of St. Augustine
Aug. 28, 2013
Provincial House, New Rochelle
In the Collect we prayed that we might be filled with the “same spirit” Augustine had, to “thirst for” and to “seek” the Lord, “fount of true wisdom” and “author of heavenly love.”
|St. Augustine as portrayed |
in the Basilica of Mary Help of Christians in Turin
Augustine’s whole life was a thirsting for and a seeking of wisdom and love. As we know, initially he looked in the wrong places—in sensuality, from stealing pears to living in concubinage; and in false philosophies and human learning.
But his search was sincere, and eventually he found the beginnings of wisdom and love in his Creator and his Redeemer. That beginning wasn’t the end of his searching. His thirst and his seeking were insatiable, and he spent the rest of his life pondering the truths, the mysteries, of the Faith in his reflections upon his own experience (the Confessions, works on sin and human freedom), on the Scriptures (numerous commentaries and sermons), on the Creed (works on the Trinity, on catechetics, and against various heretical teachings), and on current events (The City of God).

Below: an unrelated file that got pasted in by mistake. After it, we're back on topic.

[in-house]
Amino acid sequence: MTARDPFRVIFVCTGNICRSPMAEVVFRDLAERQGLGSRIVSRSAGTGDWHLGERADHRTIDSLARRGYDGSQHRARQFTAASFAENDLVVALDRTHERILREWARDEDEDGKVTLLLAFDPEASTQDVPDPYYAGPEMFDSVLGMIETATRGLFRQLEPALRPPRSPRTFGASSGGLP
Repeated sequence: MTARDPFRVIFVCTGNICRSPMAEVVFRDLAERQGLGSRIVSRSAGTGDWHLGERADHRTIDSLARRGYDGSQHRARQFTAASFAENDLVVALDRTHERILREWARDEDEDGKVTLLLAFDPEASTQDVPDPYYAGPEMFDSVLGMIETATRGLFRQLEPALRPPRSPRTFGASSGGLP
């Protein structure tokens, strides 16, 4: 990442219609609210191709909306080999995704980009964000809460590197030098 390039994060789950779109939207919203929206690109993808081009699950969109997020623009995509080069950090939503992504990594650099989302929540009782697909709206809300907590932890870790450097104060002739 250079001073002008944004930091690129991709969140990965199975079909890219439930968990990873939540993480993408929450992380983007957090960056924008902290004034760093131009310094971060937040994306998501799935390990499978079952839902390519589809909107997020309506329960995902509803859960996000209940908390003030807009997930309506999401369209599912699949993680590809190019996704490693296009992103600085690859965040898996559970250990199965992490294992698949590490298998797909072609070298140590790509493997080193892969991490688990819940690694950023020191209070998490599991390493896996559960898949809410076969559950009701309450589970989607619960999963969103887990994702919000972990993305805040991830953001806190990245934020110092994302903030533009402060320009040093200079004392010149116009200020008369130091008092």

The Collect asked God to “renew in” his Church Augustine’s spirit. Augustine’s pursuit of wisdom wasn’t only for himself but for everyone. He was no ivory tower theologian. He was a shepherd: teaching his clergy and others in his circle how to live as Christians (the roots of the Augustinian monastic rule), engaging in extensive correspondence, offering a liberal hospitality, taking great care of the poor with his personal funds and those of the Church.
We might dare to call Augustine a contemplative in action, a man whose love for God and study of divine truth led him to practical love of neighbor—which, of course, is what the Gospel calls us to, and the radical renewal of our own Congregation demands.